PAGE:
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Beyond Adenosine and SVT

Beyond Adenosine and SVT

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svt svt Presentation Transcript

  • Supra-ventricular Tachycardias Beyond Adenosine and the Narrow Complex Arjun Rao FRACP ED SCH Randwick NSW
  • Objectives • Confirm or deepen knowledge of pathophysiology • ECG features and approach to challenges • Anti-arrythmic medications • Toxidrome
  • Interactive Session • Laptop / Tablet / Phone • “Socrative” – m.socrative.com • “Room number” – 176369 Best lecture ever! - with Arj Rao @ Noosa #lovinlife
  • Question 1 Where are you from? • • • • • QLD NSW / Vic / Tas SA / NT WA Overseas / Other m.socrative.com 176369
  • What about this?
  • 15 yrs What about this? • Tachycardia – rate 150bpm • Rhythm - ?p-waves; very regular • Axis – leftward • QRS - ~7 small squares – 0.28s
  • Question 2 Is this a narrow or broad complex? • Narrow • Broad • Not sure m.socrative.com 176369
  • Question 3 How would you characterise this tachycardia? • • • • SVT VT Sinus Tachycardia Not sure m.socrative.com 176369
  • Abnormal pulse rate or rhythm Dysrhythmia recognition
  • Abnormal pulse rate or rhythm Key features • Bradycardia • Tachycardia with narrow QRS ⇒ SVT • Tachycardia with wide QRS ⇒ VT
  • Question 4 Would you give this child adenosine? • Yes • No m.socrative.com 176369
  • SVT • Common • “Narrow” complex tachycardia • Abnormal “p” • Re-entrant (macro - WPW) • AV Nodal Re-entry • Ectopic Atrial Tachycardia (rare)
  • SVT • • • • • Most present by 4 months (M:F 3:2) ~ 20% CHD 10-20% WPW ~20% related to fever / drugs Remainder idiopathic
  • SVT • • • • • Most present by 4 months (M:F 3:2) ~ 20% CHD 10-20% WPW ~20% related to fever / drugs Remainder idiopathic
  • SVT: Re-entry • Re-entrant current needs to find excitable cells • Cells are not excitable during their refractory period • Therapy for SVT involves decreasing conduction velocity or increasing refractory period http://www.cvphysiology.com
  • Orthodromic Re-entry - WPW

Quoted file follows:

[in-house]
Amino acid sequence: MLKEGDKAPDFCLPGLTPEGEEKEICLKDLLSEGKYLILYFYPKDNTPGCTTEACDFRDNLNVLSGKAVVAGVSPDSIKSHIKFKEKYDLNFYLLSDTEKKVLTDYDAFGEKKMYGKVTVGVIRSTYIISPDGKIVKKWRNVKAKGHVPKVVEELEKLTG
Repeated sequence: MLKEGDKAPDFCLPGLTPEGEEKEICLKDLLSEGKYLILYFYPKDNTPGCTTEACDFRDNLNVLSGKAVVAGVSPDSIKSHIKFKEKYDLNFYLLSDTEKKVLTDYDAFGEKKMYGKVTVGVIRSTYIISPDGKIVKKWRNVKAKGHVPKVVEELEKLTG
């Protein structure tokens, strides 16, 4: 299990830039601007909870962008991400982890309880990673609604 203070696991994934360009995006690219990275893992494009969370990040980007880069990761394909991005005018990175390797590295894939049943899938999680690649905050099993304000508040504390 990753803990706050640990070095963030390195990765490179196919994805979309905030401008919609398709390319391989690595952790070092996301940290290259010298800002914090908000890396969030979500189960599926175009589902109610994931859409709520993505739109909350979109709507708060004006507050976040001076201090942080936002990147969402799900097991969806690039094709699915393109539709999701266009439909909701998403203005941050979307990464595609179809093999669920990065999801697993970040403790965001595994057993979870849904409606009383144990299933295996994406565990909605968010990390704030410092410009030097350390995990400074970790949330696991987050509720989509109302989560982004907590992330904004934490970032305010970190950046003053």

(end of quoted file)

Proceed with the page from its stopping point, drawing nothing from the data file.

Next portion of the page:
• Anti-dromic Re-entry AV Node re-entry
  • SVT Management algorithm Seek expert advice before giving antiarrhythmic drugs
  • ILCOR 2010 (AHA)
  • Challenges of “Narrow Complex Tachycardia” • • • • • • SVT v Sinus Tachycardia Is it really a narrow complex? Broad complex SVT Other atrial tachycardias Management beyond adenosine Recalcitrant SVT
  • SVT v Sinus Tachycardia • • • • Rate Regularity Therapeutic trial of adenosine ? P-waves – “In both rhythms a P wave may be discernible” [ARC 12.5 2010]
  • Question 5: What is a wide QRS Complex • • • • > 40ms > 80ms >100ms >120ms m.socrative.com 176369
  • Is it really a narrow complex? • 100-120ms ( “3 small squares”) ? • QRS width age related • Broad complex can be related to SVT
  • Normal QRS width Rijnbeek et al. New Normal Limits for the Paediatric Electrocardiogram, European Heart Journal (2001) 22, 702–711
  • “Broad complex SVT” • • • • Bundle branch block Ischaemia Antidromic SVT DC Cardioversion if haemodynamically unstable
  • Broad complex SVT?
  • Broad Complex SVT • Differentiate from VT? • Adenosine? – Potential for pro-arrhythmia – Probably safe in undifferentiated broad QRS tachycardia
  • Broad complex SVT v VT
  • • http://lifeinthefastlane.com/ecglibrary/basics/vt_vs_svt/ • Useful teaching module exploring this in more detail
  • Other Atrial Tachycardias Keane: Nadas' Pediatric Cardiology, 2nd ed.